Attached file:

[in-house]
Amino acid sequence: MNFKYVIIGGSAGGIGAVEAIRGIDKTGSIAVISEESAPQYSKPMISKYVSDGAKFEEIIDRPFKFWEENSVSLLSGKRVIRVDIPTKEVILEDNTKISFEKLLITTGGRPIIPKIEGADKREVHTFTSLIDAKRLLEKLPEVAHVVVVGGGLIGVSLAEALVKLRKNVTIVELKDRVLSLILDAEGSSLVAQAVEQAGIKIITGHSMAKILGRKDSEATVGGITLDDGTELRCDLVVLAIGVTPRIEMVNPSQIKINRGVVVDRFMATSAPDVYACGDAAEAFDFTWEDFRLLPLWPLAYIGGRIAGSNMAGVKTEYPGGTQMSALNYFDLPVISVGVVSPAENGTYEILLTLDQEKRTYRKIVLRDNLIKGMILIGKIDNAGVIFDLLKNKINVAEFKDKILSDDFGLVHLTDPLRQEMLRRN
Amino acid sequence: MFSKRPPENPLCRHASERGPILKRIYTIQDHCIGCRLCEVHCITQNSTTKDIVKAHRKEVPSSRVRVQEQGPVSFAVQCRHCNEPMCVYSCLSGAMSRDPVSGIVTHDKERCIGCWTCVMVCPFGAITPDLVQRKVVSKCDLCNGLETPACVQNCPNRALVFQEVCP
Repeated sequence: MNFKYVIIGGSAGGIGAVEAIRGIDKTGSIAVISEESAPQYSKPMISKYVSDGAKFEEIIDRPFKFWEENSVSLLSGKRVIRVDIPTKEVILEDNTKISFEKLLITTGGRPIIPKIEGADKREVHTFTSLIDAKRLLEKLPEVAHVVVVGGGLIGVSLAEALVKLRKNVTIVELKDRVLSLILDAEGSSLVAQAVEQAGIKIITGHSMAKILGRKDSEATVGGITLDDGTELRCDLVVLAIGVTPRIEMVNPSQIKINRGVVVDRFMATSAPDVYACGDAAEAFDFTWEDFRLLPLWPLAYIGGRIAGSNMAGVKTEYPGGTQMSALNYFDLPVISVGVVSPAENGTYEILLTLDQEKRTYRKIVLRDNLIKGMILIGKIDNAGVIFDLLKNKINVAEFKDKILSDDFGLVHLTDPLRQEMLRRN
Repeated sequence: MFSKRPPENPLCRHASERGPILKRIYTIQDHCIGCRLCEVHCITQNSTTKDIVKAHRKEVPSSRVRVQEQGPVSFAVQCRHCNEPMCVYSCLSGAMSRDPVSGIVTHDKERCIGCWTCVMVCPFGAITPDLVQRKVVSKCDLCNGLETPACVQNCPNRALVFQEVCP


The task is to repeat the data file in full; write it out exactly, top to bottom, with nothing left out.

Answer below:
[in-house]
Amino acid sequence: MNFKYVIIGGSAGGIGAVEAIRGIDKTGSIAVISEESAPQYSKPMISKYVSDGAKFEEIIDRPFKFWEENSVSLLSGKRVIRVDIPTKEVILEDNTKISFEKLLITTGGRPIIPKIEGADKREVHTFTSLIDAKRLLEKLPEVAHVVVVGGGLIGVSLAEALVKLRKNVTIVELKDRVLSLILDAEGSSLVAQAVEQAGIKIITGHSMAKILGRKDSEATVGGITLDDGTELRCDLVVLAIGVTPRIEMVNPSQIKINRGVVVDRFMATSAPDVYACGDAAEAFDFTWEDFRLLPLWPLAYIGGRIAGSNMAGVKTEYPGGTQMSALNYFDLPVISVGVVSPAENGTYEILLTLDQEKRTYRKIVLRDNLIKGMILIGKIDNAGVIFDLLKNKINVAEFKDKILSDDFGLVHLTDPLRQEMLRRN
Amino acid sequence: MFSKRPPENPLCRHASERGPILKRIYTIQDHCIGCRLCEVHCITQNSTTKDIVKAHRKEVPSSRVRVQEQGPVSFAVQCRHCNEPMCVYSCLSGAMSRDPVSGIVTHDKERCIGCWTCVMVCPFGAITPDLVQRKVVSKCDLCNGLETPACVQNCPNRALVFQEVCP
Repeated sequence: MNFKYVIIGGSAGGIGAVEAIRGIDKTGSIAVISEESAPQYSKPMISKYVSDGAKFEEIIDRPFKFWEENSVSLLSGKRVIRVDIPTKEVILEDNTKISFEKLLITTGGRPIIPKIEGADKREVHTFTSLIDAKRLLEKLPEVAHVVVVGGGLIGVSLAEALVKLRKNVTIVELKDRVLSLILDAEGSSLVAQAVEQAGIKIITGHSMAKILGRKDSEATVGGITLDDGTELRCDLVVLAIGVTPRIEMVNPSQIKINRGVVVDRFMATSAPDVYACGDAAEAFDFTWEDFRLLPLWPLAYIGGRIAGSNMAGVKTEYPGGTQMSALNYFDLPVISVGVVSPAENGTYEILLTLDQEKRTYRKIVLRDNLIKGMILIGKIDNAGVIFDLLKNKINVAEFKDKILSDDFGLVHLTDPLRQEMLRRN
Repeated sequence: MFSKRPPENPLCRHASERGPILKRIYTIQDHCIGCRLCEVHCITQNSTTKDIVKAHRKEVPSSRVRVQEQGPVSFAVQCRHCNEPMCVYSCLSGAMSRDPVSGIVTHDKERCIGCWTCVMVCPFGAITPDLVQRKVVSKCDLCNGLETPACVQNCPNRALVFQEVCP